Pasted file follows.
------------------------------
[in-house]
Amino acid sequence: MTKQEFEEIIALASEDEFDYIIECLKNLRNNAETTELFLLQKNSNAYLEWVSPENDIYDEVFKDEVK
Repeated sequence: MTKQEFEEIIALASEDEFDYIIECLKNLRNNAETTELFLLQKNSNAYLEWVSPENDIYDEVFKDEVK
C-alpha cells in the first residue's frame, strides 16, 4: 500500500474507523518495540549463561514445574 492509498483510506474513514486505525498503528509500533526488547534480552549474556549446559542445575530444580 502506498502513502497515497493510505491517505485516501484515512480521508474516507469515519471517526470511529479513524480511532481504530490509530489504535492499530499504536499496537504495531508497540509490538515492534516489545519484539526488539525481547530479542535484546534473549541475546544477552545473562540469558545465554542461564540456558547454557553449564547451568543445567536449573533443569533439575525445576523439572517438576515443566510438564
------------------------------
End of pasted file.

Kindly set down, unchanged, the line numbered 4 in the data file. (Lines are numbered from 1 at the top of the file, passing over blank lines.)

C-alpha cells in the first residue's frame, strides 16, 4: 500500500474507523518495540549463561514445574 492509498483510506474513514486505525498503528509500533526488547534480552549474556549446559542445575530444580 502506498502513502497515497493510505491517505485516501484515512480521508474516507469515519471517526470511529479513524480511532481504530490509530489504535492499530499504536499496537504495531508497540509490538515492534516489545519484539526488539525481547530479542535484546534473549541475546544477552545473562540469558545465554542461564540456558547454557553449564547451568543445567536449573533443569533439575525445576523439572517438576515443566510438564